If the sign of a successful product is people finding ways to hack it, Amazon should be flattered. An Israeli user has found a way to remove copy protection of titles bought from the Kindle store for use on a PC, while a writer in Spain has found a way around international barriers of web use and book availability on the standalone device.
The Israeli user, whose screenname i?cabbages is believed to be a pseudonym, has released an application named Unswindle, which removes the encryption from Kindle for PC files and translates them into the Mobi format. That allows easy resizing to any screen resolution and, more importantly, allows the files to be transferred to any device without restriction. (Note that this is for the application on PCs rather than downloads on a Kindle reader device.)
While it’s clearly a breach of the law, it’s how this is used that determines the moral situation. Some users will believe it’s acceptable to use the application to transfer files from their Kindle to other devices for added convenience. Amazon will fear that popular titles will quickly find their way online for mass downloading.
Cheekily, i?cabbages praised Amazon’s efforts to protect the content, noting that its system creates a separate encryption key for each title on a device. That’s not the case on the Kindle app for the iPhone, though.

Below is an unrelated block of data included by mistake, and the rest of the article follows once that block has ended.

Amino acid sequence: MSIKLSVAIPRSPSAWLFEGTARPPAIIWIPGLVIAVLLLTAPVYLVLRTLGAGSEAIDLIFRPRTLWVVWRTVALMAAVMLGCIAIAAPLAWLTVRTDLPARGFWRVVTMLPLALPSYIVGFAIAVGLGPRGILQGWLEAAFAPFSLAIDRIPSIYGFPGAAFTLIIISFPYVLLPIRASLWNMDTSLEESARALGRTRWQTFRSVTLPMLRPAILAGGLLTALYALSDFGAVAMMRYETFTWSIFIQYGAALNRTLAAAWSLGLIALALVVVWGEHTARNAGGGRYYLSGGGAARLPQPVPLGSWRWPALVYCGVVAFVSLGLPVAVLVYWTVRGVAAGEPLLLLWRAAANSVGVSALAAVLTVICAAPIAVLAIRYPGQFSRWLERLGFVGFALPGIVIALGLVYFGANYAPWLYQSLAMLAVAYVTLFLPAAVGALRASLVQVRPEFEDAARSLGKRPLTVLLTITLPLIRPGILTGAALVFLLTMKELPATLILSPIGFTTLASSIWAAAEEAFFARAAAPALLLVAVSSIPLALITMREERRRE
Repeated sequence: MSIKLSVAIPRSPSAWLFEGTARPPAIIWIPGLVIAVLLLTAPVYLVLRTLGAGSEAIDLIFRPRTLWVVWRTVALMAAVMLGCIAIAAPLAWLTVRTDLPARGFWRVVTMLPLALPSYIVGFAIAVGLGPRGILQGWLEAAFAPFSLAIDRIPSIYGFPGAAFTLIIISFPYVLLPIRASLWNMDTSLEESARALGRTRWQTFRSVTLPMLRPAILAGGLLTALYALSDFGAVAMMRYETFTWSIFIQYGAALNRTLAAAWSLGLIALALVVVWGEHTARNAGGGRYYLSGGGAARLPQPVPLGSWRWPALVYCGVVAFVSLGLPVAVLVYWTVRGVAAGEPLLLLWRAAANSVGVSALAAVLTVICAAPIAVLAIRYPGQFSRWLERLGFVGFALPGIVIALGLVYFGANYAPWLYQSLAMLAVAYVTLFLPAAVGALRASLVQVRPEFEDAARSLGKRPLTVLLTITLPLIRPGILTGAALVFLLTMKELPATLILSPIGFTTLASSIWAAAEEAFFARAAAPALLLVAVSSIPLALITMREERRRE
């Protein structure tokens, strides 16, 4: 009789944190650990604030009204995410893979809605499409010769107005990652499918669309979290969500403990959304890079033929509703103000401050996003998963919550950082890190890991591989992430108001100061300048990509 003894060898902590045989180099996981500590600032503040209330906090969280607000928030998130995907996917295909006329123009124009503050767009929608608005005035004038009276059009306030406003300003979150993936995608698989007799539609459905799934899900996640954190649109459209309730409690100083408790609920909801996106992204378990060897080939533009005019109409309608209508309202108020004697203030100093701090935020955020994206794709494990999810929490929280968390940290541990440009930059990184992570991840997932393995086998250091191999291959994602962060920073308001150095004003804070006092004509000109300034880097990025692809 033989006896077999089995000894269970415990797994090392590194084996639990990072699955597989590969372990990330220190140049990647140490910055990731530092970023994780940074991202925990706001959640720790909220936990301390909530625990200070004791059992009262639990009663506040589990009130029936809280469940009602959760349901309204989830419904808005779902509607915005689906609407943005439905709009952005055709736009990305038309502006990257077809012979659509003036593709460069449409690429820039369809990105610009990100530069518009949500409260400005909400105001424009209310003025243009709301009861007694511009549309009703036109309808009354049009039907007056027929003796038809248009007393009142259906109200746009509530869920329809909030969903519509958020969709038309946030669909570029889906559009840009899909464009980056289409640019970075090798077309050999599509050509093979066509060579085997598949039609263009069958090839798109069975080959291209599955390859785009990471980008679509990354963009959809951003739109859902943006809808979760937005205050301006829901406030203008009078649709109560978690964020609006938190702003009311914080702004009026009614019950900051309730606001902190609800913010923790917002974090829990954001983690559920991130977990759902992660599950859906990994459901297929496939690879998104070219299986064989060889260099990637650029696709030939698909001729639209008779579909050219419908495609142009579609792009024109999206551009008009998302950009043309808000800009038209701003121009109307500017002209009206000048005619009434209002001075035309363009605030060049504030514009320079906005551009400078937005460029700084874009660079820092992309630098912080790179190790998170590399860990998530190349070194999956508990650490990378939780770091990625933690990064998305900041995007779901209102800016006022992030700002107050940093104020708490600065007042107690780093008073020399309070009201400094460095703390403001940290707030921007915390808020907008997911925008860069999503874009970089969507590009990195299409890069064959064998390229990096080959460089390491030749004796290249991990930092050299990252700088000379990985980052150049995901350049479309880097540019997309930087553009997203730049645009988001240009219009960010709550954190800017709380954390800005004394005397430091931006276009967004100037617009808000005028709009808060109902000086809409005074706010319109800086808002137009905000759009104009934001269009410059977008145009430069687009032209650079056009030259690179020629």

Meanwhile, an owner of a Kindle reader in Spain has found a creative way around regional restrictions on the device (for copyright reasons not all titles are available in all countries). Charlie Sorrell of Wired figured out that the solution is to open two Kindle accounts: one with your own address, and one using a US address which, shall we say, you don’t necessarily reside in. You then use your main account to buy gift cards and then apply them to the US account, allowing you to buy any titles available in the US.
The trick also means that you may be able to access web browsing even if the feature isn’t available to customers in your country. The downside is that you are now classed as a US customer roaming overseas, which can increase the cost of buying some titles.